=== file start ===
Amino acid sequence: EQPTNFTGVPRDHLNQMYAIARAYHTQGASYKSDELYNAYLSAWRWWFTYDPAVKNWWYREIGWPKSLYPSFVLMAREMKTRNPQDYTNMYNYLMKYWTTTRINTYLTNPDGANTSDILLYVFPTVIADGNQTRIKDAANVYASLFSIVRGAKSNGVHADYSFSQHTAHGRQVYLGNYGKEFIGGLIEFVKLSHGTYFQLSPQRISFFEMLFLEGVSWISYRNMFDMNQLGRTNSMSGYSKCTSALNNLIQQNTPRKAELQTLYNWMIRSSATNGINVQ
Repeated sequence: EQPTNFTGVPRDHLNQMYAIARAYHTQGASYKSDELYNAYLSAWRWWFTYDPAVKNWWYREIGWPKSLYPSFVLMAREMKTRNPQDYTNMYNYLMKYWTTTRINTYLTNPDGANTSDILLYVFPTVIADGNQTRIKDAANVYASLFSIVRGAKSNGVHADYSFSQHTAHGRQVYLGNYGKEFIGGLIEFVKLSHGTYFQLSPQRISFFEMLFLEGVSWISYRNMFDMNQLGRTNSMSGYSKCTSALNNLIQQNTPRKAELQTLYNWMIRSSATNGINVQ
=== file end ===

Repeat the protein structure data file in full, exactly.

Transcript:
Amino acid sequence: EQPTNFTGVPRDHLNQMYAIARAYHTQGASYKSDELYNAYLSAWRWWFTYDPAVKNWWYREIGWPKSLYPSFVLMAREMKTRNPQDYTNMYNYLMKYWTTTRINTYLTNPDGANTSDILLYVFPTVIADGNQTRIKDAANVYASLFSIVRGAKSNGVHADYSFSQHTAHGRQVYLGNYGKEFIGGLIEFVKLSHGTYFQLSPQRISFFEMLFLEGVSWISYRNMFDMNQLGRTNSMSGYSKCTSALNNLIQQNTPRKAELQTLYNWMIRSSATNGINVQ
Repeated sequence: EQPTNFTGVPRDHLNQMYAIARAYHTQGASYKSDELYNAYLSAWRWWFTYDPAVKNWWYREIGWPKSLYPSFVLMAREMKTRNPQDYTNMYNYLMKYWTTTRINTYLTNPDGANTSDILLYVFPTVIADGNQTRIKDAANVYASLFSIVRGAKSNGVHADYSFSQHTAHGRQVYLGNYGKEFIGGLIEFVKLSHGTYFQLSPQRISFFEMLFLEGVSWISYRNMFDMNQLGRTNSMSGYSKCTSALNNLIQQNTPRKAELQTLYNWMIRSSATNGINVQ